Example: S-W Deep Mint Green. Exteriors of guest buildings.
Example: S-W Bright Gold. Exterior doors of guest rooms.

3. Confirm with the owners their preferences and limitations for making color use changes.
Q. What colors in that color scheme can be modified?
Q. What new tints, hues and/or shades are acceptable?
Q. On which surfaces and areas can what specific new colors be applied?

TIP: Get sample color swatches approved in advance. In writing!

 

TEN TIPS FOR MODIFYING COLOR SCHEMES

1. Building exterior fascia and trim. Be consistent.
Example: If the front lobby building is trimmed in S-W Chinese Red, then trim all buidings on the property in the same color hue. The finish may need to be varied, depending on the surface.

2. Option: If color scheme features, say, six colors, use all six at front entrance area. Then, paint the fascia and trim on each building in one, or different hue from color scheme palette.

3. Then, paint other exterior surfaces on or near respective building in that hue.

4. Select one color from the color scheme. Mix two-to-three tints closely related to that color. Choose two-to-three types of surfaces and areas around the property to paint in those different tints.
Example: Park benches, signage frames, litter collection boxes. Paint in S-W Medium Mint Green, one of the new tints.

5. Select two colors from interior color scheme. Mix two-to-five tints closely related to those colors. Then, choose two-to-five types of surfaces/areas to paint in those new tints.

6. Choose two different tints from the same new one above. Paint two areas in the office area in those tints to liven up the workspace.

7. Choose the mid-level tint from that 2-5 that you mixed already. Create accent wall in sales director’s office. Paint darker tint on bottom half of the wall. Then, tint that color two levels lighter. Use that color to apply decorative finish – eg. vertical stripe – to upper half of wall.
Added touch: Paint a long narrow section of wainscoting/trim a darker tint of same color. And install it mid-point horizontally.

8. For the G.M’s office, use the darkest tint that you mixed. Create an accent wall by applying decorative finish on entire wall.

9. In main hallway to a restaurant, brush on a light tint of one of the lobby colors from the color scheme. Added touch: Paint wainscoting/trim section in same tint, or two shades darker.

10. Fitness room. Paint three-foot wide vertical stripe on both entry walls. Use one of lighter colors from master color scheme.

The idea is to build on the color scheme that you already have in place. Wherever possible, you want to extend and accentuate that theme. You want to unify the overall aesthetic appearance of painted and decorated elements on the property.

And, ultimately, you want to strengthen and solidify the guests, and teammates, overall perception and connection to your hotel.

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A painter’s role includes the enhancement of what’s already there!
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Thank you for visiting “Painting with Bob.”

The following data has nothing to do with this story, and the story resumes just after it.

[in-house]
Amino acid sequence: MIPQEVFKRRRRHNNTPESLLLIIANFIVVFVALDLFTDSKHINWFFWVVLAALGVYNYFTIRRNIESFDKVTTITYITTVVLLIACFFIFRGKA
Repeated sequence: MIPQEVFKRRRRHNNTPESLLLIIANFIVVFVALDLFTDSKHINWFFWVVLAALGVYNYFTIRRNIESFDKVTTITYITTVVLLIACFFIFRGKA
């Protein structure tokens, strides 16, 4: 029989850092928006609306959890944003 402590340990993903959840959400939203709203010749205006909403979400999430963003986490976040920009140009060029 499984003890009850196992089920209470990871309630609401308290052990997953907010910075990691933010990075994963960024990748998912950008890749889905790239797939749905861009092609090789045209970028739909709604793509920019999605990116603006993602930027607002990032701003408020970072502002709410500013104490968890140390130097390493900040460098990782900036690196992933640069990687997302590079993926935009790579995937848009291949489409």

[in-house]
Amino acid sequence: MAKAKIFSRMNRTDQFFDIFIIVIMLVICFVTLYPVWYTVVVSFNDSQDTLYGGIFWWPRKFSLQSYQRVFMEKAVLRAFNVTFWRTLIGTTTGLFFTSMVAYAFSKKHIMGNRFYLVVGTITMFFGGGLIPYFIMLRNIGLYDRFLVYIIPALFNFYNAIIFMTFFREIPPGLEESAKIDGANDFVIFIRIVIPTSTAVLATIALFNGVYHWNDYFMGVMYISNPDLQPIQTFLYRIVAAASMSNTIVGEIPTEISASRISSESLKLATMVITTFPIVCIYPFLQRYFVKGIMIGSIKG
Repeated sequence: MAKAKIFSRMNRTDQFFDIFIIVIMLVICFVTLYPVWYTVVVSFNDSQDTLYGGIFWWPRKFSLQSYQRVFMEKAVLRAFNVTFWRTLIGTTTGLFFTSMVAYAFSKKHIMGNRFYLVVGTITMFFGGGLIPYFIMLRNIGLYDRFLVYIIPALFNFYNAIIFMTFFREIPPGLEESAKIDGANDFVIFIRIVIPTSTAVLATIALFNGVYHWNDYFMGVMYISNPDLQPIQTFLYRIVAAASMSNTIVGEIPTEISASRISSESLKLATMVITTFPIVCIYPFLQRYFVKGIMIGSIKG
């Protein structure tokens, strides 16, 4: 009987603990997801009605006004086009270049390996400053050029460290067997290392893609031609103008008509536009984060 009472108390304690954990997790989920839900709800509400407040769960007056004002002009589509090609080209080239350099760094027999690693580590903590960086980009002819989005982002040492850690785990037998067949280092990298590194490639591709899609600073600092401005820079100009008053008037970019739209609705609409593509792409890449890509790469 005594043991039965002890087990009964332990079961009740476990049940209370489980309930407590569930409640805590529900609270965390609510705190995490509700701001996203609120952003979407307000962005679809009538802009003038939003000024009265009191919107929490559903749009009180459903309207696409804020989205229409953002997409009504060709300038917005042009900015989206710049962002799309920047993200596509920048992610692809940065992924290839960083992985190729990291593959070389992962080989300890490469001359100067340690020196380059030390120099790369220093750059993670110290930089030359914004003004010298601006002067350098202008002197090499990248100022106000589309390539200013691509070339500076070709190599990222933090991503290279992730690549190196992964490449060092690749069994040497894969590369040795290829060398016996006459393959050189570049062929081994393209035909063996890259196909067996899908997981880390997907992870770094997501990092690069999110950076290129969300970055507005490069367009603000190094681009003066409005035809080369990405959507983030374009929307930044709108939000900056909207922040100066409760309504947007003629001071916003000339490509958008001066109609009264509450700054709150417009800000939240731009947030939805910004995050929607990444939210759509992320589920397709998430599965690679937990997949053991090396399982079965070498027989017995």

Copyright 2016. Robert D. Hajtovik. All rights reserved.

Painter’s View: Working a Holiday Shift

Working a holiday shift has its rewards. Take Labor Day at a hotel or hospital.

 

  1. The overall mood of the staff is more upbeat, spontaneous and relaxed.
  2. Guests or patients are feeling upbeat and sociable, even to staff.
  3. Fewer members of management may be around to interrupt your work.
  4. Supervisors tend to move in slower gear, and accept the same from team members.
  5. The painter’s tasks and work orders can often be completed in minimal time.
  6. Management demands cause less stress.
  7. The overall atmosphere around the property is lighter, even enjoyable.
  8. The dining menus offer more festive, fun choices – even in the staff/employee cafeteria.
  9. Lunch breaks may be a little longer if the workload is light – and relatively routine.
  10. More opportunities may come along to chat with teammates – in your own and other departments.
  11. Extra treats, from the chef, may be available for free. Particularly, if he and his kitchen helpers have been cooking for a big event at the hotel.
  12. Clocking out may be a little later than usual; but the reason is usually worth it.
  13. Guests or patients like the chance to visit with you a few minutes.

 

 

Eight Tips for Enjoying that Holiday Work Shift

 

  1. In advance: Pick a painting project you can easily leave and return to throughout the day.
  2. Schedule to eat lunch with one or more teammates, and share the holiday spirit.
  3. Share your morning and afternoon breaks with any fellow staff member that’s nearby.
  4. Help a teammate handle a work order that is clearly a pain in the grain.
  5. Look alive! Lend a hand when you see a coworker struggling with a large arm load of stuff, or trying to move a piece of furniture or equipment.
  6. Treat your supervisor on duty to a soda, coffee, or snack.
  7. Say more than a “hello” to guests or patients located in your general work area.
  8. Volunteer to help a teammate or supervisor with a task or work order so everyone in your department can leave on schedule.

 

Turn your holiday work shift into an experience you wouldn’t mind repeating. And, help others to feel the same.

 

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Your hotel’s or hospital’s paintshop doesn’t close just because it’s a legal holiday.

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Thank you, holiday shift painters, for staying on the job.

 

And thanks for visiting “Painting with Bob.”

Copyright 2016. Robert D. Hajtovik. All rights reserved.